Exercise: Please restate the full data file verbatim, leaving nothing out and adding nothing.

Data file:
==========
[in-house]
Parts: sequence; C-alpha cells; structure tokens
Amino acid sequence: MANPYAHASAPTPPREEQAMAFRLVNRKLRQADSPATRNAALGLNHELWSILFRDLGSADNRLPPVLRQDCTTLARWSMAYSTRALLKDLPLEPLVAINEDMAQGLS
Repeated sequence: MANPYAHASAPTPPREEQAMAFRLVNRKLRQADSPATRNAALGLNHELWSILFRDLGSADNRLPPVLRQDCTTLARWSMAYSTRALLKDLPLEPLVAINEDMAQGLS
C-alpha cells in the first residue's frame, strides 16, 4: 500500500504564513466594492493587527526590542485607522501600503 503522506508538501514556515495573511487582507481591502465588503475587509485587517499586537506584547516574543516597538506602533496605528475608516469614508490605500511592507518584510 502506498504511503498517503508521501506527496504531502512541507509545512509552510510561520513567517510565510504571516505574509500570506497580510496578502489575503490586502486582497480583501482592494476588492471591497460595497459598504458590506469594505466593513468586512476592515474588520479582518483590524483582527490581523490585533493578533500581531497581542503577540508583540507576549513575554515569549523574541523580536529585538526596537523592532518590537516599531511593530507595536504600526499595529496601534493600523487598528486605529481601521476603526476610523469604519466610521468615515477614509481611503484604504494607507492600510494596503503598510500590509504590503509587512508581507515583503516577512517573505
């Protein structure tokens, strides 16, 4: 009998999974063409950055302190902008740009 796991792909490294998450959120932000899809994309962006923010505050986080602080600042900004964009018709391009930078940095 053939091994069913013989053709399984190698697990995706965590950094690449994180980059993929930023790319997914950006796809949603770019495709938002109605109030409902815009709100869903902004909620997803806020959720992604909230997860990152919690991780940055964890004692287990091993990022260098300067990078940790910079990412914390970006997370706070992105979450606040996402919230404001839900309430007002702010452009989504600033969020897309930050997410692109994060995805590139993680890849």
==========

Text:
[in-house]
Parts: sequence; C-alpha cells; structure tokens
Amino acid sequence: MANPYAHASAPTPPREEQAMAFRLVNRKLRQADSPATRNAALGLNHELWSILFRDLGSADNRLPPVLRQDCTTLARWSMAYSTRALLKDLPLEPLVAINEDMAQGLS
Repeated sequence: MANPYAHASAPTPPREEQAMAFRLVNRKLRQADSPATRNAALGLNHELWSILFRDLGSADNRLPPVLRQDCTTLARWSMAYSTRALLKDLPLEPLVAINEDMAQGLS
C-alpha cells in the first residue's frame, strides 16, 4: 500500500504564513466594492493587527526590542485607522501600503 503522506508538501514556515495573511487582507481591502465588503475587509485587517499586537506584547516574543516597538506602533496605528475608516469614508490605500511592507518584510 502506498504511503498517503508521501506527496504531502512541507509545512509552510510561520513567517510565510504571516505574509500570506497580510496578502489575503490586502486582497480583501482592494476588492471591497460595497459598504458590506469594505466593513468586512476592515474588520479582518483590524483582527490581523490585533493578533500581531497581542503577540508583540507576549513575554515569549523574541523580536529585538526596537523592532518590537516599531511593530507595536504600526499595529496601534493600523487598528486605529481601521476603526476610523469604519466610521468615515477614509481611503484604504494607507492600510494596503503598510500590509504590503509587512508581507515583503516577512517573505
């Protein structure tokens, strides 16, 4: 009998999974063409950055302190902008740009 796991792909490294998450959120932000899809994309962006923010505050986080602080600042900004964009018709391009930078940095 053939091994069913013989053709399984190698697990995706965590950094690449994180980059993929930023790319997914950006796809949603770019495709938002109605109030409902815009709100869903902004909620997803806020959720992604909230997860990152919690991780940055964890004692287990091993990022260098300067990078940790910079990412914390970006997370706070992105979450606040996402919230404001839900309430007002702010452009989504600033969020897309930050997410692109994060995805590139993680890849």